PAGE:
“I think the main reason a lot of child stars don’t make it is that it’s hard to see someone as cute and then all of a sudden see them as having more depth. I guess I was just lucky that, when I was little, nobody thought I was that cute.” Often described as precocious and outspoken, Christina Ricci might not have considered herself a cute child but she was certainly talented as the Santa Monica native made her acting debut in Mermaids in 1990 before stunning audiences and critics with her performance as Wednesday Addams in The Addams Family and Addams Family Values. Quickly becoming known for her shock and awe approach during interviews, Ricci became a teen idol thanks to hits like Now and Then and Casper before she transitioned into more adult roles with Monster, Lizzie Borden Took an Ax and The Lizzie Borden Chronicles. With her most recent credits as Zelda Fitzgerald in Z: The Beginning of Everything, let’s take a closer look at the 37-year-old’s journey to fame and how, as the youngest of four children, she had to beg her parents to let her audition!
Born on February 12, 1980 in Santa Monica, California, Ricci grew up in Montclair, New Jersey where her father worked as a lawyer and therapist while her mother, a former model, worked as a realtor. Much like her older siblings, Ricci dreamed of taking the stage but had to first convince her mother to let her audition. “This had happened to every single one of my siblings,” Ricci recalled. “My mother had been a model from the time that she was a teenager, so she always said no, because she didn’t like how she had been treated. But, by the time it came to me, my siblings were old enough to tell her that she should really let me try out.”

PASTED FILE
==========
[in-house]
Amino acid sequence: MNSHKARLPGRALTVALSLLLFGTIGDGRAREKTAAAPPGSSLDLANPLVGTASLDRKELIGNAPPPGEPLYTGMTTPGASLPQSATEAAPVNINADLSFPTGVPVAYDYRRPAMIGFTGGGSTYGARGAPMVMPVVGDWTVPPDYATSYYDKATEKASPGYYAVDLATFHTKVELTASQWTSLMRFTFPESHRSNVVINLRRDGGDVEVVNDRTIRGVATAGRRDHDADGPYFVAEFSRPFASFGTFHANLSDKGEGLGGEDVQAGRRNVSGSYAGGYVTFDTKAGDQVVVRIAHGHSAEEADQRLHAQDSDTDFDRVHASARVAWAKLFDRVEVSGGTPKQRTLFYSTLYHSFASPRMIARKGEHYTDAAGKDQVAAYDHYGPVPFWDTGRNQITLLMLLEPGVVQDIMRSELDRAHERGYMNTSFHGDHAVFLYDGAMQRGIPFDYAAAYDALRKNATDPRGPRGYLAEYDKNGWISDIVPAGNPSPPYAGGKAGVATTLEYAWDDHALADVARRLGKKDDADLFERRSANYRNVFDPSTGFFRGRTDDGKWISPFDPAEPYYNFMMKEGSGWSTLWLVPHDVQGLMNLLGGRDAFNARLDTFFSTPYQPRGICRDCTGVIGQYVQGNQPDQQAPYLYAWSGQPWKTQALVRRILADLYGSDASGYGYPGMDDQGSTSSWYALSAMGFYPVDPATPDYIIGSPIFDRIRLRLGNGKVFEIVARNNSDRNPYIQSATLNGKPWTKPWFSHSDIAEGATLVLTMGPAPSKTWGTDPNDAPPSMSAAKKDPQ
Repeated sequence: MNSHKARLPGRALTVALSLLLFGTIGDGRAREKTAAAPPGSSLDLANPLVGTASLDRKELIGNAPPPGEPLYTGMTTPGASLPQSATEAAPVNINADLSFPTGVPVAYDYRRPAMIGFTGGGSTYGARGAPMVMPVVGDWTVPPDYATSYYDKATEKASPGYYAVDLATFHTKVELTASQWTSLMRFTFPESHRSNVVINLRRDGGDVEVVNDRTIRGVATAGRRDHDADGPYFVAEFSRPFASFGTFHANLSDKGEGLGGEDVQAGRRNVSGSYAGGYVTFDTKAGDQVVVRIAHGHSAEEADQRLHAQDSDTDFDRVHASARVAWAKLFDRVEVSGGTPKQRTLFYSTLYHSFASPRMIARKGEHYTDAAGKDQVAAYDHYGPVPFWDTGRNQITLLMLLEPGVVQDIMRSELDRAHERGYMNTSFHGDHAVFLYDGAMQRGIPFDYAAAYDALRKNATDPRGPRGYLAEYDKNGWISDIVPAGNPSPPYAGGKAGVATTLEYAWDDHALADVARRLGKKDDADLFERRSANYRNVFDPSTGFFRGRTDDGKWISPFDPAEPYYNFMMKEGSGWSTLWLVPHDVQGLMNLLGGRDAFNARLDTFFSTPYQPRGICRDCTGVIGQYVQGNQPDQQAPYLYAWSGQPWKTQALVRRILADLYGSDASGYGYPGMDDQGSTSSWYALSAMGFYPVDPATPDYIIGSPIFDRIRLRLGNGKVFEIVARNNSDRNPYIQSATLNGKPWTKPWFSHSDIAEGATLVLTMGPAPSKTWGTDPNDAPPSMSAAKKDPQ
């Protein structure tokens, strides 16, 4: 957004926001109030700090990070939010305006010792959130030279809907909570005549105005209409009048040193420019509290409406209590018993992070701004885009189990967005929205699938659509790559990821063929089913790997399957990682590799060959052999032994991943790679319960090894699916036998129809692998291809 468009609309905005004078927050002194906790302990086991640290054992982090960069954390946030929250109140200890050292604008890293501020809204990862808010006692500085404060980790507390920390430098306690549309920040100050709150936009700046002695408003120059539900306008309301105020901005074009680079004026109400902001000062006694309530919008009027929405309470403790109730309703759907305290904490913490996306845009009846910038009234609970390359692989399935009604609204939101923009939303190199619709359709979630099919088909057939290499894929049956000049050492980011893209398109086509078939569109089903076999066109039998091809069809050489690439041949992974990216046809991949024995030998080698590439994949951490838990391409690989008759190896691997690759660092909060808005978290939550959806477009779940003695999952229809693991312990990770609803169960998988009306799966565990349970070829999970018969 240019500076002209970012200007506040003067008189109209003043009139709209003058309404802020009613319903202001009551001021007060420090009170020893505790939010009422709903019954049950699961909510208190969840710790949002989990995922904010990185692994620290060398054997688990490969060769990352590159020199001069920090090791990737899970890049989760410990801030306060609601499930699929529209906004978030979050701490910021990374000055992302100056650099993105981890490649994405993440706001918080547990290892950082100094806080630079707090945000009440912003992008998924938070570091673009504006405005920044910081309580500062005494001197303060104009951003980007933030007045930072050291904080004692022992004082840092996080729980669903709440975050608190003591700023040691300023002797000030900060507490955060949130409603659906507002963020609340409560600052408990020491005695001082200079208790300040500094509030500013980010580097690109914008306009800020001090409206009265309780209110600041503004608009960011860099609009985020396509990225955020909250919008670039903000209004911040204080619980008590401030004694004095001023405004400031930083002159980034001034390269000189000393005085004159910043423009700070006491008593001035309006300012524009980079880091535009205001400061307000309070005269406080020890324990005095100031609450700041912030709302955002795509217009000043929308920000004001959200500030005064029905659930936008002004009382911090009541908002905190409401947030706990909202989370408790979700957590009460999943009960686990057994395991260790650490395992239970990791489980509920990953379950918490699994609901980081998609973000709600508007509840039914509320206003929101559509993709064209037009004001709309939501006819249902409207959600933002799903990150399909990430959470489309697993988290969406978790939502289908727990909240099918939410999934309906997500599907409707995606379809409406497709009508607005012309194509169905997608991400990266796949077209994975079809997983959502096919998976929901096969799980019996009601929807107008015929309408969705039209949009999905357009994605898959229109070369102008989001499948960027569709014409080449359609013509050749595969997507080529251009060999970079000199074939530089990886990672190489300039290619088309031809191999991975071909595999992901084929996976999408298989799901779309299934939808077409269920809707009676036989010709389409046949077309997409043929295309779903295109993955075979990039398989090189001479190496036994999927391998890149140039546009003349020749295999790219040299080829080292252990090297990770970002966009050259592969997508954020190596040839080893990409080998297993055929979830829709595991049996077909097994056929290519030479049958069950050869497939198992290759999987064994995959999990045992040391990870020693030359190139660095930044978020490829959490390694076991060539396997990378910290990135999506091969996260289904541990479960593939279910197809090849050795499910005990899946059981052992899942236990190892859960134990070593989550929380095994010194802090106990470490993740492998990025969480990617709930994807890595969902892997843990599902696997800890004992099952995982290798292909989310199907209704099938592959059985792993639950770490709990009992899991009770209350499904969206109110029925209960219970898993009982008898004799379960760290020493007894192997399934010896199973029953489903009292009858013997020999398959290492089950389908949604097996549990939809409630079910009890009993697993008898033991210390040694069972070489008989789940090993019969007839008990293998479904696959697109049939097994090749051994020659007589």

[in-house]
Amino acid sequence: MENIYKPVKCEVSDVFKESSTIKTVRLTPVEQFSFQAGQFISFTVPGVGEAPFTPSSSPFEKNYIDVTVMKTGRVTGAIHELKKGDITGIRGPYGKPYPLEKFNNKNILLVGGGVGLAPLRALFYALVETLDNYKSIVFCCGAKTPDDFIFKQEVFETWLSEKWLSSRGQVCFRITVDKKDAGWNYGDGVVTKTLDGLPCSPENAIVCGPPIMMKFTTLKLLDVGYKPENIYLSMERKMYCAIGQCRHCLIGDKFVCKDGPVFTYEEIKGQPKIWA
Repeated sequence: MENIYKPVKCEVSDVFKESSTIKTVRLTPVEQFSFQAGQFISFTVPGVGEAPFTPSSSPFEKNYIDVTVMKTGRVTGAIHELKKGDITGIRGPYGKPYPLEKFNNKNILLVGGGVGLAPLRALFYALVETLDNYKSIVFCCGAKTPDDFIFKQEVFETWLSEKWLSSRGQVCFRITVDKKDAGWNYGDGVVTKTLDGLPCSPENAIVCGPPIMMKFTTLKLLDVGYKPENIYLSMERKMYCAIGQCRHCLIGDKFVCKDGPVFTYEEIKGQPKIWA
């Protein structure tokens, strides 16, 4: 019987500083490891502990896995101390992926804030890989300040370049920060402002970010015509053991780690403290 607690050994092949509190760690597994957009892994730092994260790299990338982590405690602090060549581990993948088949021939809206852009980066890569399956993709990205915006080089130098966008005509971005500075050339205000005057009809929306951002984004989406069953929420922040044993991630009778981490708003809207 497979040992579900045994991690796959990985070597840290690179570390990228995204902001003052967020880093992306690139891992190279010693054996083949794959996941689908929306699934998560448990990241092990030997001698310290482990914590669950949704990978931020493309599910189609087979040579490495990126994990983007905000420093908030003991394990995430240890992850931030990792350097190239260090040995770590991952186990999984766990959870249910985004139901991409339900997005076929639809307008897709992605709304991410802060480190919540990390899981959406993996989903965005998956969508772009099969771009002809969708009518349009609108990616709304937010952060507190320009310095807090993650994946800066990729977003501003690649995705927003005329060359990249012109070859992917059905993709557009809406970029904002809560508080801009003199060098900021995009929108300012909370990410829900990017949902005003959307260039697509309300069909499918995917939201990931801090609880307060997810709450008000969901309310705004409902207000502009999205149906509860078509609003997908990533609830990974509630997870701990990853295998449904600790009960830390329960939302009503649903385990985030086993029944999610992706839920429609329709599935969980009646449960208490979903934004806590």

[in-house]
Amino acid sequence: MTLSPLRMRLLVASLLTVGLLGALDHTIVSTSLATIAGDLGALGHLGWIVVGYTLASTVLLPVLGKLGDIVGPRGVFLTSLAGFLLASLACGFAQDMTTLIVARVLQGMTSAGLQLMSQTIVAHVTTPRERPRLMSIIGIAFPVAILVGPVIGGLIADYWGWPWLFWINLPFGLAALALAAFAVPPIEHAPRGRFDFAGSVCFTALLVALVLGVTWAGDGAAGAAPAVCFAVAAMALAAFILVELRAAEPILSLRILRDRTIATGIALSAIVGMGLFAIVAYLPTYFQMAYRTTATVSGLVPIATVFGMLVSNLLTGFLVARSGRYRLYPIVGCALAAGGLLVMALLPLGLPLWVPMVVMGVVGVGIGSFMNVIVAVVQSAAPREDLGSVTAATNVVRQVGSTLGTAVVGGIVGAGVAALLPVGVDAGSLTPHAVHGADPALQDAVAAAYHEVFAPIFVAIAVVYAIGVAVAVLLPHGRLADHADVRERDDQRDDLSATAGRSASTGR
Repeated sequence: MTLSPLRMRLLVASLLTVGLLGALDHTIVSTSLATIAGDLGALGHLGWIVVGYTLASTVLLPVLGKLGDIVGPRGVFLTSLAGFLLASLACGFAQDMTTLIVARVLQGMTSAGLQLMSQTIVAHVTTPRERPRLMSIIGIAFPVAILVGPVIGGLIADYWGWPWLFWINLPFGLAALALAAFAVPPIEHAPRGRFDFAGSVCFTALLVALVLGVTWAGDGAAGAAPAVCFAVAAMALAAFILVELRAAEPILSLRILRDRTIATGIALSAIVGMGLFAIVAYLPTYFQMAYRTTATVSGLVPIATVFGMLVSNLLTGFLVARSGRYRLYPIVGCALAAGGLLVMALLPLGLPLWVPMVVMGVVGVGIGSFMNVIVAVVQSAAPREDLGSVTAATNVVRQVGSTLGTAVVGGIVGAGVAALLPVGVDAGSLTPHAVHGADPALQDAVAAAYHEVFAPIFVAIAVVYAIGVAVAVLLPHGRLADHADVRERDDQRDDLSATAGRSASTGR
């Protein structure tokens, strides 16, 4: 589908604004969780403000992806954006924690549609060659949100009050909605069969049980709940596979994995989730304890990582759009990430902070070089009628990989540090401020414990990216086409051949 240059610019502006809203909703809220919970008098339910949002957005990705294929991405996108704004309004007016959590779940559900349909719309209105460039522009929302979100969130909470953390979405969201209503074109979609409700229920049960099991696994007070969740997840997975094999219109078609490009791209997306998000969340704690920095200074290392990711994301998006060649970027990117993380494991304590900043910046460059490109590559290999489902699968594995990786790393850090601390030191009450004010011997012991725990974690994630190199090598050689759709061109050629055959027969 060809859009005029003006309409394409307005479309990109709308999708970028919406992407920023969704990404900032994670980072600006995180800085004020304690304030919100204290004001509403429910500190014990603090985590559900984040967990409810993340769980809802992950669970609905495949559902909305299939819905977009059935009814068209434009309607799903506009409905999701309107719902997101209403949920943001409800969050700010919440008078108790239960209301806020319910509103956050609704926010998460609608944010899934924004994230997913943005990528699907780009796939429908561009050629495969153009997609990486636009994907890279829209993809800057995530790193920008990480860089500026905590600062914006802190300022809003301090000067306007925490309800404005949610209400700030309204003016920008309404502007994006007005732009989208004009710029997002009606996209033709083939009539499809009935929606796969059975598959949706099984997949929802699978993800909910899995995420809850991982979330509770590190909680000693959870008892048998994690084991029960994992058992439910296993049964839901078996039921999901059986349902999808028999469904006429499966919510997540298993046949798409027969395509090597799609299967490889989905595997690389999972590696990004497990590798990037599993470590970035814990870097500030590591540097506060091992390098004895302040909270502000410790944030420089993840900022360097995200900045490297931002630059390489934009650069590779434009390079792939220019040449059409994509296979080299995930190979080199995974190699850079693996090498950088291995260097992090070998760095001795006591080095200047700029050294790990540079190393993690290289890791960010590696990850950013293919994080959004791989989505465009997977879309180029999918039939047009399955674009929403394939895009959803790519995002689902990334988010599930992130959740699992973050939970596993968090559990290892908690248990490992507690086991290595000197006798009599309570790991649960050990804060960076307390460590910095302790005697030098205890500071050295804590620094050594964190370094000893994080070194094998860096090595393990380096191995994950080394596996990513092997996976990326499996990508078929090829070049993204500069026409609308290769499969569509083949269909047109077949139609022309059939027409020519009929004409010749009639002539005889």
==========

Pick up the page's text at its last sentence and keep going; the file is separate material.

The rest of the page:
Ricci’s talent was undeniable as the eight-year-old was discovered at Edgemont Elementary School where she stole the show in the school’s production of The Twelve Days of Christmas. After a talent critic gave her performance rave reviews in the Bergen Record, Ricci auditioned for and won parts in a string of parody commercials for Saturday Night Live. In 1990, she made her feature film debut opposite Cher in Mermaids but even bigger things were in store for the young actress when she was cast as the morbidly bitter Wednesday Addams in The Addams Family. Reprising her role in the 1993 sequel, Addams Family Values, Ricci was soon a household name in Hollywood as she accepted the starring role in the 1995 fantasy comedy, Casper, and joined Rosie O’Donnell in the box office hit, Now and Then.
Amid her growing fame, Ricci built her reputation as an outspoken young star and often shocked the media with her comments saying everything from “I’m obsessed with incest” to “I was so perverted when I was a little girl.” Looking back, Ricci says her need for attention and her own battle with self-harm and an eating disorder were the results of child stardom and no real knowledge of how to deal with her overnight fame. “When you’re young in Hollywood, you don’t know what the rails are,” she said. “I think it’s interesting to ask a child to go into a completely unnatural experience and then expect them to behave naturally later on. I knew at the time it was really crazy. I think that’s why I lashed out so much; I was in the middle of it—what was I supposed to do?”